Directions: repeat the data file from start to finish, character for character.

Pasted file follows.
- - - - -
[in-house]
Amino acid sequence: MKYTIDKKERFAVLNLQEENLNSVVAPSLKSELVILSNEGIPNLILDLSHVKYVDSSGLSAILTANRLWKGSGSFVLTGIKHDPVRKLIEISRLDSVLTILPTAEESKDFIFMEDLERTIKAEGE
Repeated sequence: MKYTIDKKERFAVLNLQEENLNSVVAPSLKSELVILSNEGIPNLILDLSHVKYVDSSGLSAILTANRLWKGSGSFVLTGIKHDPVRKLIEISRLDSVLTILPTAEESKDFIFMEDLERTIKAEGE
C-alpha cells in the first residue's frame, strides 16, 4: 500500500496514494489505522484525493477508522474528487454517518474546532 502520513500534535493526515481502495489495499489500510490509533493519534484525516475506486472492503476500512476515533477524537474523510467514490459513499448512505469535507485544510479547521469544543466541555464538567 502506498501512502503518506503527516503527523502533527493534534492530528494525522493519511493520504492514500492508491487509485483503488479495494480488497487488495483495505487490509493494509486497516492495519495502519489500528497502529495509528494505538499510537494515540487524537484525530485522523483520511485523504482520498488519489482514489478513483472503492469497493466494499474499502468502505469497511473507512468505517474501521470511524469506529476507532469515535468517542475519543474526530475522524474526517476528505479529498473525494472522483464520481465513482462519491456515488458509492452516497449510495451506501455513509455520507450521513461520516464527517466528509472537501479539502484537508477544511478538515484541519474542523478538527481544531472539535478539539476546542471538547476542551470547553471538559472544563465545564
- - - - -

[in-house]
Amino acid sequence: MKYTIDKKERFAVLNLQEENLNSVVAPSLKSELVILSNEGIPNLILDLSHVKYVDSSGLSAILTANRLWKGSGSFVLTGIKHDPVRKLIEISRLDSVLTILPTAEESKDFIFMEDLERTIKAEGE
Repeated sequence: MKYTIDKKERFAVLNLQEENLNSVVAPSLKSELVILSNEGIPNLILDLSHVKYVDSSGLSAILTANRLWKGSGSFVLTGIKHDPVRKLIEISRLDSVLTILPTAEESKDFIFMEDLERTIKAEGE
C-alpha cells in the first residue's frame, strides 16, 4: 500500500496514494489505522484525493477508522474528487454517518474546532 502520513500534535493526515481502495489495499489500510490509533493519534484525516475506486472492503476500512476515533477524537474523510467514490459513499448512505469535507485544510479547521469544543466541555464538567 502506498501512502503518506503527516503527523502533527493534534492530528494525522493519511493520504492514500492508491487509485483503488479495494480488497487488495483495505487490509493494509486497516492495519495502519489500528497502529495509528494505538499510537494515540487524537484525530485522523483520511485523504482520498488519489482514489478513483472503492469497493466494499474499502468502505469497511473507512468505517474501521470511524469506529476507532469515535468517542475519543474526530475522524474526517476528505479529498473525494472522483464520481465513482462519491456515488458509492452516497449510495451506501455513509455520507450521513461520516464527517466528509472537501479539502484537508477544511478538515484541519474542523478538527481544531472539535478539539476546542471538547476542551470547553471538559472544563465545564